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Maborosi, After Life, Distance, Air Doll

Maboroshi no hikari, 1995
[Maborosi/Phantom Light]

EsumiAn elderly woman (Kikuko Hashimoto) abstractedly walks down the sidewalk of a high traffic bridge, as she often does, determined to return to her childhood village. Her granddaughter chases after her, imploring her to come home, but she continues to walk on. When evening comes, the grandmother's idiosyncratic ritual becomes cause for concern when she does not return, and cannot be found. The girl, now a married woman named Yumiko (Makiko Esumi), continues to have recurring dreams of their last encounter, and is plagued with the guilt of her inability to stop her grandmother from leaving. She wakes her husband, Ikuo (Tadanobu Asano), who soporifically tells her to go back to sleep. Perhaps, her grandmother will return in her dream.

Yumiko and Ikuo lead a happy, content life with their newborn son in a modest apartment in a working class section of Osaka. When his bicycle is stolen, the carefree Ikuo, in turn, steals a bicycle from a rich neighborhood, and the young couple spend the evening repainting it. Yumiko notices Ikuo's seemingly melancholy, but he dismisses the sentiment by rationalizing that the sight of a colleague's top knot - a vestige from his sumo wrestling days - saddens him. One day, Ikuo returns home with the bicycle to protect it from the coming rain, and walks back to work. That evening, a policeman knocks on the door to inform Yumiko that a man walking on the tracks was killed by an oncoming train in an apparent suicide. It was Ikuo. For the second time in her young life, Yumiko is faced with a sudden, incomprehensible loss. For the sake of their son, Yumiko finds the courage to persevere, and after several years, accepts a marriage arrangement with a widower named Tamio (Takashi Naito) who lives in a small coastal town. Yet, despite the passage of time and distance from her hometown, one question continues to haunt her: Why was Ikuo walking on the tracks?

Maborosi is a visually serene, poignant, and honest examination of loss and grief. Using the recurring imagery of rectangular and framed compositions, static camera, and warm, natural lighting, Hirokazu Kore-eda pays reverent homage to the indelible, humanist cinema of Yasujiro Ozu. Similar to the character, Julie, in Krzysztof Kieslowski's Blue, Yumiko's impassive countenance is a facade for a well of unreconciled emotions. Kore-eda does not dwell on the moment of tragedy, but on the quiet observation of the process of healing: the children's run through the woods, the family eating watermelon on the back porch; Yumiko and Tamio sharing an intimate moment. How does one find closure when the answers remain elusive? For Yumiko, the answer lies in courage, compassion, and patience.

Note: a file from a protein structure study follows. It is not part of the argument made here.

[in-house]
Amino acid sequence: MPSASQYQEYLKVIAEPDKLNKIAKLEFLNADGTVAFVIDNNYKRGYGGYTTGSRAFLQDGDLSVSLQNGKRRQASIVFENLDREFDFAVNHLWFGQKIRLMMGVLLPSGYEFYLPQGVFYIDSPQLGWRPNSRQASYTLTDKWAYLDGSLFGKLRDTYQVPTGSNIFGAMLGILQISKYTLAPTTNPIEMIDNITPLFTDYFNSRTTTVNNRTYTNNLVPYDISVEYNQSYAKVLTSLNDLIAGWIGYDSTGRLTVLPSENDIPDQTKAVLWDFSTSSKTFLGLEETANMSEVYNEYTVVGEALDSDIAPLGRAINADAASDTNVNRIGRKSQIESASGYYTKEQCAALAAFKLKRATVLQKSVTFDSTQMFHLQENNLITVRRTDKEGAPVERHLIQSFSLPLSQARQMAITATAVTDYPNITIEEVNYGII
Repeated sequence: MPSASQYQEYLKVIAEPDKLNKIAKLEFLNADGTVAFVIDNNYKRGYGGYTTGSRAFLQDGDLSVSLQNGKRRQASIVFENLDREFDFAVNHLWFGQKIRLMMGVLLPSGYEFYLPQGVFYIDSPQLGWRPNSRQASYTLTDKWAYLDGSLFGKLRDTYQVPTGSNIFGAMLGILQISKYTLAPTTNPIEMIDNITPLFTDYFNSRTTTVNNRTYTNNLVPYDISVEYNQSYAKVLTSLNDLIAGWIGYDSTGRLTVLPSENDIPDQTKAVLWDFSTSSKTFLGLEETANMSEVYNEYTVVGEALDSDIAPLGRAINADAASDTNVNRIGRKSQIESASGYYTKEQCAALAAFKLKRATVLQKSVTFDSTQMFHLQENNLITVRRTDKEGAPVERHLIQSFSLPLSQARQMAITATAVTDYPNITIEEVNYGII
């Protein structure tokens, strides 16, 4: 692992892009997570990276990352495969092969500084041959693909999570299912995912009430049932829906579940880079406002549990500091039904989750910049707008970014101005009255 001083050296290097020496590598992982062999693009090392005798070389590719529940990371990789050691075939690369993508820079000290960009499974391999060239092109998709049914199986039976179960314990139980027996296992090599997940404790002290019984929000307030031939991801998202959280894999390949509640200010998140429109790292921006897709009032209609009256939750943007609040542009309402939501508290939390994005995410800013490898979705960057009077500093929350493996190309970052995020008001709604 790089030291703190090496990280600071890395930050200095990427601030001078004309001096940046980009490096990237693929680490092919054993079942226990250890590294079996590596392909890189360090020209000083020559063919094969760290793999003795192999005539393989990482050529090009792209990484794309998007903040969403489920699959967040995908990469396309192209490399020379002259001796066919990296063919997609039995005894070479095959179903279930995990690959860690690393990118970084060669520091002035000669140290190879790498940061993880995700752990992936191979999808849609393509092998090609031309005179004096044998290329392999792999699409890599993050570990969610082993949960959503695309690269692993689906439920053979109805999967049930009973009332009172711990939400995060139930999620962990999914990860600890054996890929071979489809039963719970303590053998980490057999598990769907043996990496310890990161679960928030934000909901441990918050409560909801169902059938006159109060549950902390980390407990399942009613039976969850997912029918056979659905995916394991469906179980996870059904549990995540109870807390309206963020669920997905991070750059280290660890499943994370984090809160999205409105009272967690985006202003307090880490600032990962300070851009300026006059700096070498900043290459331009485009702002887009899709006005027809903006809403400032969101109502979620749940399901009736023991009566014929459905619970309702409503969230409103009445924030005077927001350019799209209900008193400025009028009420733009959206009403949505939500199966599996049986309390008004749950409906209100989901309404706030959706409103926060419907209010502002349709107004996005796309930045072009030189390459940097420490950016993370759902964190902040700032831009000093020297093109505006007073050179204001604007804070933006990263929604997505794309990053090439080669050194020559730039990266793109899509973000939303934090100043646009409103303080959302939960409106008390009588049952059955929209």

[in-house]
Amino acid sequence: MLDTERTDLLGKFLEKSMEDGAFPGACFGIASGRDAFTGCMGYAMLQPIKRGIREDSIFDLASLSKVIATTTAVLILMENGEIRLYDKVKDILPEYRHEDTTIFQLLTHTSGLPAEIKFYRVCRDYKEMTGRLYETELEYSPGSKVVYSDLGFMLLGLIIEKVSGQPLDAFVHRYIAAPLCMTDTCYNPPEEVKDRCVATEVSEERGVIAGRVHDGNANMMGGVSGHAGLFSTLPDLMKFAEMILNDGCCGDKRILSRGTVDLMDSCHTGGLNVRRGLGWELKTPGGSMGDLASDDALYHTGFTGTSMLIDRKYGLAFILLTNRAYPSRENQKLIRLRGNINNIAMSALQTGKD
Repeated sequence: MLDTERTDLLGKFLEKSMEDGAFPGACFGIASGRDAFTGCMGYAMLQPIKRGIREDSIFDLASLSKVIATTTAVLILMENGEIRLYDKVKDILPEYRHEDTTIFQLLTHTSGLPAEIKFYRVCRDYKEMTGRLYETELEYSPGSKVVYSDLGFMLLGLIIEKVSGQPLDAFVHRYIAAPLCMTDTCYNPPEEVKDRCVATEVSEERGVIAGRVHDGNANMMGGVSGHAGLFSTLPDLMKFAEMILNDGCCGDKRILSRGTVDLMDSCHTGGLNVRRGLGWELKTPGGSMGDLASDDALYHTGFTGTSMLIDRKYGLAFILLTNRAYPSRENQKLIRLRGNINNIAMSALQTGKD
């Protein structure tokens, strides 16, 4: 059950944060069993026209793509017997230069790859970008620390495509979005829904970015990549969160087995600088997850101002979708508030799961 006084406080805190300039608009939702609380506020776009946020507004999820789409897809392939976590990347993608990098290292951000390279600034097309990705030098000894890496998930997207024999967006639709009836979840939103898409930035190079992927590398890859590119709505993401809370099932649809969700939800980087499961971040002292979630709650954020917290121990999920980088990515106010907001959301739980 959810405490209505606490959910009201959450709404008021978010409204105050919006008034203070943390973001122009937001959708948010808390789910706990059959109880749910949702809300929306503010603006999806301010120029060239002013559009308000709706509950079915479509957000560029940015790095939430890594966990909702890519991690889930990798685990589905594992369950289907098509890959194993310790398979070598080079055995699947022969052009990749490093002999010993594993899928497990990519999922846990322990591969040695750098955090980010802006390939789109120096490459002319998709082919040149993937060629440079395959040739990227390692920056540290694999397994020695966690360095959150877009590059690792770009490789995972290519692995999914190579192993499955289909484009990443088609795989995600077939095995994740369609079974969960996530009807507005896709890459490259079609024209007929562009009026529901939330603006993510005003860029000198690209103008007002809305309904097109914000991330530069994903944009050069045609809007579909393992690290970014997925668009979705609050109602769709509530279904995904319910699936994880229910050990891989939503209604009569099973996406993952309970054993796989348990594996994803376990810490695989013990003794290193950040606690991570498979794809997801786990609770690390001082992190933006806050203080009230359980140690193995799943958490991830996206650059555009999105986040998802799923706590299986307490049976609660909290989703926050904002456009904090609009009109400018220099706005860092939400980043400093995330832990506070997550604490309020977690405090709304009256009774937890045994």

© Acquarello 2000. All rights reserved.

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Wandafuru Raifu, 1998
[After Life]

After LifeEarly Monday morning, four overworked, dedicated counselors are given a motivational speech by their supervisor in preparation for the week's heavy caseload. A distant bell tolls, and one by one, people emerge from the fog into an empty station, declare their names to an unseen receptionist, and bide their time in the waiting room before being summoned. A gentle, mild-mannered woman, Tatara Kimiko, is the first to be called in to meet her counselors, Mochizuke (Arata) and Shiori (Erika Oda), who officially confirm that she has died. She nods with courteous acceptance. Mochizuke proceeds to explain to Kimiko that she has three days in order to select one memory from her lifetime. The single memory will be reenacted on film by the staff, and will serve as her only connection to her past - her physical existence - into the afterlife. Other people seem to know immediately what memory they want to capture for eternity - a trip to Disneyland or a sexual encounter - but find themselves eventually selecting a more meaningful, personal memory. Another chooses a fleeting moment of comfort and humanity after experiencing a terrible ordeal. A brash young man, Iseya, speaking to another counselor, interrupts the instructional explanation. "So everyone ends up here? You mean whether you were good or bad or whatever, all that stuff about going to hell if you're bad... Not true? Everyone's here?" He disagrees with the abandoning a lifetime of memories in favor of only one, and refuses to choose. At another session, an expressionless, pensive old man, Ichiro Watanabe, wants to find some evidence of his life, and Mochizuke arranges for archived videotapes of Watanabe's life - from his arranged marriage of convenience to his uneventful management career - to be sent for his review. A third case proves to be difficult: a sweet-natured elderly woman, Nishimura, whose memories have been inextricably locked within the mindset of a little girl. How does a person already resigned to her memories, choose a single one?